January 30, 2006
Rolls Royce launches coastal protection vessel design
Rolls-Royce has introduced the latest design in its family of coastal protection vessels.
The UT527, unveiled at the Pacific 2006 exhibition in Sydney, Australia, is aimed at a growing market for ships that can monitor, patrol and protect national waters and also carry out pollution control, salvage and firefighting.
Rolls-Royce draws on a commercial ship design heritage that has seen over 600 of its vessels built over the the last 30 years.
Its strategy of bringing that success to the naval sphere has already been rewarded with contracts for UT coastal ship protection designs in India, Spain, France, Norway and the U.K.
All the ships feature a full range of Rolls-Royce propulsion and motion control equipment.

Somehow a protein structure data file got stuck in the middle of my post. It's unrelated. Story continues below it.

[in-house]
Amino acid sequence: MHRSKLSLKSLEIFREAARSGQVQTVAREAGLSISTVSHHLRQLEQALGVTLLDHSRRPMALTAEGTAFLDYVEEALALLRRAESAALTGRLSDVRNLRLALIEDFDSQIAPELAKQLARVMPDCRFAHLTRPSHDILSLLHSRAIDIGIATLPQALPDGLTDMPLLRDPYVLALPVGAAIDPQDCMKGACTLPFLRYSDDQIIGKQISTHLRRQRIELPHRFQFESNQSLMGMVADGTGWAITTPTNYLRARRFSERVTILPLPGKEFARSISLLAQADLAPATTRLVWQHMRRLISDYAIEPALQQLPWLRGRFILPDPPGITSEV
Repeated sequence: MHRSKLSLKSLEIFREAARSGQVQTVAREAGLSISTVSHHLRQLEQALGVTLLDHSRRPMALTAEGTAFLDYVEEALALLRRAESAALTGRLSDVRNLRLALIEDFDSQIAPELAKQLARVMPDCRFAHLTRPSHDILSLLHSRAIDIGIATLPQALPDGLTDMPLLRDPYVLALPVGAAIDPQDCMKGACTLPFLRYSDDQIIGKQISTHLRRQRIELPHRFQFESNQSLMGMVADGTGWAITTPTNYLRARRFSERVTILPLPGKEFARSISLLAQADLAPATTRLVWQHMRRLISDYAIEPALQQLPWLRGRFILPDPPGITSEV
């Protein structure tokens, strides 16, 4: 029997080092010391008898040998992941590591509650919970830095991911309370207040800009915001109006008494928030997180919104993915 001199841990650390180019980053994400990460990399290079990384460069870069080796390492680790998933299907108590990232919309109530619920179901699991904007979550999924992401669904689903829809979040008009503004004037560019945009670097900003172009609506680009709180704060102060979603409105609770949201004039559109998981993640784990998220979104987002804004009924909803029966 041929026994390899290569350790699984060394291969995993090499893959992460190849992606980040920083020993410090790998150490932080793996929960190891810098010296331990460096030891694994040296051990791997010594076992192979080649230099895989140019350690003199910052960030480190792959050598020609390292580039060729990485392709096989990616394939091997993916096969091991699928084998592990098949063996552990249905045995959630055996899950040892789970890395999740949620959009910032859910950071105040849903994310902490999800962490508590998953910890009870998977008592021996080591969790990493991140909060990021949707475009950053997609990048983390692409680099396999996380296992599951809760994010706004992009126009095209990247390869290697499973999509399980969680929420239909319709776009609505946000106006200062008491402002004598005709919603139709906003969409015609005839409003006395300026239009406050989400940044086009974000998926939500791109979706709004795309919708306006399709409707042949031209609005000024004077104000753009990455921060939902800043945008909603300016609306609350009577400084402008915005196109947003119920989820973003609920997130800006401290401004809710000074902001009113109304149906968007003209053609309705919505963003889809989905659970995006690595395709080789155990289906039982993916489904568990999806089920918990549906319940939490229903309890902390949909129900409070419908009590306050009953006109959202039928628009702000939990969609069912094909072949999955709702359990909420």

The latest design, the UT527, delivers firefighting, emergency towage and pollution control capability and can hold up to 320 survivors of a marine disaster.
A medium-sized helicopter and two smaller daughter craft are also available for specific missions.
It can remain at sea for up to three years without return if required, changing crew and being replenished at sea.
The 92-m long ship, powered by Rolls-Royce Bergen diesel engines, would be capable of more than 20 knots and have an unrefueled range of 20,000 nautical miles at 16 knots.
Arnaud Ayral, Rolls-Royce Regional Manager-- Naval, said: "With world resources in decline and international law allowing Exclusive Economic Zones (EEZ) out to 200 nautical miles, there is increasing interest in vessels suitable to monitor, patrol and protect the seas. Our designs, tried and tested worldwide in the commercial offshore oil and gas industry, are easily adapted for this role."
Rolls-Royce has identified three naval markets for its ship designs--Coastal Protection (Exclusive Economic Zone) vessels, Underway Replenishment ships, and Fast Logistics vessels.